I'm glad you found the post helpful, and I think it's a wonderful project. I've been enjoying reading everyone's ideas, and I hope your collection of posts is read and referred to many times. Kudos to you for making a difference!

    Thank you Rose!

    It was really sad for our family. We were all devastated. We'd taken care of a few baby birds, and most died. But Robbie's death was so unnecessary. Being apartment dwellers, we weren't allowed pets, and he became a member of the family in his short time with us. In a way there's a happy ending, because we learned so much from him, and he made a difference through his short life, and especially, through his death.

    Hi Gary, thank you for mentioning that. There is actually a post in Jan's collection on her blog about Ample Harvest.

    It's a wonderful organization, and hopefully it will continue to grow by leaps and bounds, with many more food pantries, and many more vegetable gardeners sharing their backyard harvests with people who need those wonderful fresh veggies.

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  11. Great tips Garden Girl. The things I like about your set of tips is that it doesn't cost the reader money to try these. It will actually save them money in the long run, unlike so many other Earth friendly/green/eco ideas out there.

    Thanks for sharing.

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  12. Thanks MBT - I'm all for saving money!

    A lot of the other posts Jan's collecting offer environmentally-friendly tips that are free, and/or cost- and energy-savers to implement.

    One of the things I enjoy about reading your blogs is all the frugal gardening tips you offer!

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  13. Hi Linda, thanks for writing this--I do all the same things, too. I want to participate in Jan's project, but writing to deadline reminds me too much of the paid jobs I had for 23 years... Hope we can meet up next week, no probs if not. I have a freelance gig this week. Hope all is well with you.

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  14. Hi Monica, my pleasure. There was so much more I could have added, as I'm sure you could have too. I know you and I do some of the same things to save energy indoors. There are so many ways to be environmentally-friendly, and ecomonical too.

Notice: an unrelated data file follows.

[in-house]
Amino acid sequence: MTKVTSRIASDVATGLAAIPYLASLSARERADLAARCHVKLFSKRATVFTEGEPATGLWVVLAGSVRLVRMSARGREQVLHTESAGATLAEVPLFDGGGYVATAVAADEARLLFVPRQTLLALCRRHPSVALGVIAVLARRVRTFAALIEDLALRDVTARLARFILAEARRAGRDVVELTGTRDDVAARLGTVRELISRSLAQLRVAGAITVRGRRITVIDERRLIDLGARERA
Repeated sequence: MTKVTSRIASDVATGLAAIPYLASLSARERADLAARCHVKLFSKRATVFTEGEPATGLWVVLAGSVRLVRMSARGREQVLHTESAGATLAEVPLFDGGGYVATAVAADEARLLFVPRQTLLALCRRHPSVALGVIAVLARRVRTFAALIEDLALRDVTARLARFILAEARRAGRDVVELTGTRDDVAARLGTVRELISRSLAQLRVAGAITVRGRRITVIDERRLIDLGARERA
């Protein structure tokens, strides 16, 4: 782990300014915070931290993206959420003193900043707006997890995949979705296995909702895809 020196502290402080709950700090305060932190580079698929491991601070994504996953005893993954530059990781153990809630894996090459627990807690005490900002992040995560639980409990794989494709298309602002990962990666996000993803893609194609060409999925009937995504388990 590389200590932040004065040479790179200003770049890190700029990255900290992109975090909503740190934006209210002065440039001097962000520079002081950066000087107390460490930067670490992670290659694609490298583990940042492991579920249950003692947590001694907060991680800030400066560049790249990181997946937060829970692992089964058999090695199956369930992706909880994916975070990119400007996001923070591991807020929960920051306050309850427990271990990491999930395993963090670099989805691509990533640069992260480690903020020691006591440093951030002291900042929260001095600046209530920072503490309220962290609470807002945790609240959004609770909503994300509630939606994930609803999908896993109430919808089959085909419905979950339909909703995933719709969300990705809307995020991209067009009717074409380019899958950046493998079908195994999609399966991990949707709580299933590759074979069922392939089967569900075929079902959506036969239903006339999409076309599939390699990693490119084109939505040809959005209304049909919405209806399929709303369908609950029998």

I know what you mean about deadlines. I emailed you about next week. Good luck with your gig this week!

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  15. I enjoyed reading about your environmentally responsible garden practices. You do Robbie's memory proud!

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  16. Thank you Avis. Happy Spring!

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  17. That's a sad story about your little robin. With all the talk we hear, it's hard to believe so many people think that the poison they use on their gardens/lawns won't affect them in a negative way. The power of big business and advertising, I guess.

    Well, we can be proud of the steps we take to keep ourselves and our planet a little safer.
    Marnie

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  18. Marnie, I find it mind-boggling that anyone would use that kind of stuff in a garden. It's hard to even imagine that people are still using poisons in their gardens.

    I like my hands in the soil, I like to touch the plants. I love seeing bees, butterflies, hummers, and other birds in the garden. I just can't imagine spraying or dusting anything that could harm them. I'll take my chances with pests. And why on earth anyone would poison their own veggies is simply beyond my understanding.

    Although, I must admit I do fantasize at times about squirrel and rabbit stew. ;) They wreak more havoc in our garden than anything, the varmints!

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  19. Hi Linda,

    Although we live so far apart we were both raised on quite a few of the same principles.

    Excellent post with good sound advice that many can apply to their own gardens.

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  20. I do all these, plus I collect gray water during the spring/summer/fall (winter is far too cold) to use in the garden instead of sending to the treatment plant (I use biodegradable/plant friendly soaps for this purpose), using corn gluten on my lawn for fertilizer/weeder, installed a rain garden w/rain barrels, and let my lawn go dormant instead of watering to keep it green.

    It's great that you found a piece of land for vegetable gardening :) It really doesn't take much sun for most vegetables.

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  21. Hi Yolanda, kudos to our parents. They were ahead of their time!

    Great tips Sylvana!

    I wish the seed companies, and more people who write about veggie gardening, would ditch their insistence that full sun is needed for vegetables. More people might try to grow a few veggies if they realized it's doable with less-than-optimal sun. I froze and canned surplus veggies from one very small part-sun veggie bed last year, and ate fresh from that garden every day from May through October. Full sun's optimal, but not necessary for many veggies.